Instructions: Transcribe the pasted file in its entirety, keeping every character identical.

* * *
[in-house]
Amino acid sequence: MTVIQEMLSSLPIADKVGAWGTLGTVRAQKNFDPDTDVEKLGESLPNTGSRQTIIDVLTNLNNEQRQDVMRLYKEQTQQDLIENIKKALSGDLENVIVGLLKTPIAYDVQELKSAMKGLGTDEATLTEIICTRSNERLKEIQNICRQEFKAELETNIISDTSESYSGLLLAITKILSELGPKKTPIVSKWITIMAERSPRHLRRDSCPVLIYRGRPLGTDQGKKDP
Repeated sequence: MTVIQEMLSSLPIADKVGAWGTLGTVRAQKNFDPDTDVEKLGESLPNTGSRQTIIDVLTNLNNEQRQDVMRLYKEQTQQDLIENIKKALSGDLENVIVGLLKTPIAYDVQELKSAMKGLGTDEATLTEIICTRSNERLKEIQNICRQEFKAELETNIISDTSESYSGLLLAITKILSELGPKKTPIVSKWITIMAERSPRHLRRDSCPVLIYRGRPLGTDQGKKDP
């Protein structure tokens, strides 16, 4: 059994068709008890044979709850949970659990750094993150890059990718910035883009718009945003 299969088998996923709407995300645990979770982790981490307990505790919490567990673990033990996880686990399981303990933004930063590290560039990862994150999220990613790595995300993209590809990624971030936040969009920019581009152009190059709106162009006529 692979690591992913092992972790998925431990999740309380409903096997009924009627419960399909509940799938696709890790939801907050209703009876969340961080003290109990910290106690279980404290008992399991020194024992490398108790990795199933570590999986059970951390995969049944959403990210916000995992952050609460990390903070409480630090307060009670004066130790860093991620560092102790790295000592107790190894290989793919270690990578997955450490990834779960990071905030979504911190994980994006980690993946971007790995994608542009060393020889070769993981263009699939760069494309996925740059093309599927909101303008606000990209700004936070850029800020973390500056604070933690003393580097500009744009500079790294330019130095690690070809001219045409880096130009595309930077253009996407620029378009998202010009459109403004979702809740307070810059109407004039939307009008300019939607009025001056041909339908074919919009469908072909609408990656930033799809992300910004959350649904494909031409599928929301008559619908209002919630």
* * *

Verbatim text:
[in-house]
Amino acid sequence: MTVIQEMLSSLPIADKVGAWGTLGTVRAQKNFDPDTDVEKLGESLPNTGSRQTIIDVLTNLNNEQRQDVMRLYKEQTQQDLIENIKKALSGDLENVIVGLLKTPIAYDVQELKSAMKGLGTDEATLTEIICTRSNERLKEIQNICRQEFKAELETNIISDTSESYSGLLLAITKILSELGPKKTPIVSKWITIMAERSPRHLRRDSCPVLIYRGRPLGTDQGKKDP
Repeated sequence: MTVIQEMLSSLPIADKVGAWGTLGTVRAQKNFDPDTDVEKLGESLPNTGSRQTIIDVLTNLNNEQRQDVMRLYKEQTQQDLIENIKKALSGDLENVIVGLLKTPIAYDVQELKSAMKGLGTDEATLTEIICTRSNERLKEIQNICRQEFKAELETNIISDTSESYSGLLLAITKILSELGPKKTPIVSKWITIMAERSPRHLRRDSCPVLIYRGRPLGTDQGKKDP
């Protein structure tokens, strides 16, 4: 059994068709008890044979709850949970659990750094993150890059990718910035883009718009945003 299969088998996923709407995300645990979770982790981490307990505790919490567990673990033990996880686990399981303990933004930063590290560039990862994150999220990613790595995300993209590809990624971030936040969009920019581009152009190059709106162009006529 692979690591992913092992972790998925431990999740309380409903096997009924009627419960399909509940799938696709890790939801907050209703009876969340961080003290109990910290106690279980404290008992399991020194024992490398108790990795199933570590999986059970951390995969049944959403990210916000995992952050609460990390903070409480630090307060009670004066130790860093991620560092102790790295000592107790190894290989793919270690990578997955450490990834779960990071905030979504911190994980994006980690993946971007790995994608542009060393020889070769993981263009699939760069494309996925740059093309599927909101303008606000990209700004936070850029800020973390500056604070933690003393580097500009744009500079790294330019130095690690070809001219045409880096130009595309930077253009996407620029378009998202010009459109403004979702809740307070810059109407004039939307009008300019939607009025001056041909339908074919919009469908072909609408990656930033799809992300910004959350649904494909031409599928929301008559619908209002919630």